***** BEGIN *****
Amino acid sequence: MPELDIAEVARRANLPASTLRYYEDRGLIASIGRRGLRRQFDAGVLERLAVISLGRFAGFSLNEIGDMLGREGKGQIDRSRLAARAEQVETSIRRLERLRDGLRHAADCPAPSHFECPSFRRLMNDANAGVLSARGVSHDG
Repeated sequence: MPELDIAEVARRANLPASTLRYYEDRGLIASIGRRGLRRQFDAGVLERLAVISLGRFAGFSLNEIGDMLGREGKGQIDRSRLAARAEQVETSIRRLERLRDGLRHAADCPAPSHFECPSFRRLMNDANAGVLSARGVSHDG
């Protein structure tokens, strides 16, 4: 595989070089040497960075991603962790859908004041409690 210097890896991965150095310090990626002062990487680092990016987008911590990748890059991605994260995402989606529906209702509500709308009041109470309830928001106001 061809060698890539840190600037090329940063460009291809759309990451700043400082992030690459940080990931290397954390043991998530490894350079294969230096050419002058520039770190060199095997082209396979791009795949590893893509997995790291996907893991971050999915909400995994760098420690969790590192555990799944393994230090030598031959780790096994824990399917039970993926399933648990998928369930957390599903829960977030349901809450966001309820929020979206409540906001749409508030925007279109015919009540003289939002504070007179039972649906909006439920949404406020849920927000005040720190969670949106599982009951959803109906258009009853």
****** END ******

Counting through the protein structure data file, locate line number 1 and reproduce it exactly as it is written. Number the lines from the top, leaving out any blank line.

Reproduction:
Amino acid sequence: MPELDIAEVARRANLPASTLRYYEDRGLIASIGRRGLRRQFDAGVLERLAVISLGRFAGFSLNEIGDMLGREGKGQIDRSRLAARAEQVETSIRRLERLRDGLRHAADCPAPSHFECPSFRRLMNDANAGVLSARGVSHDG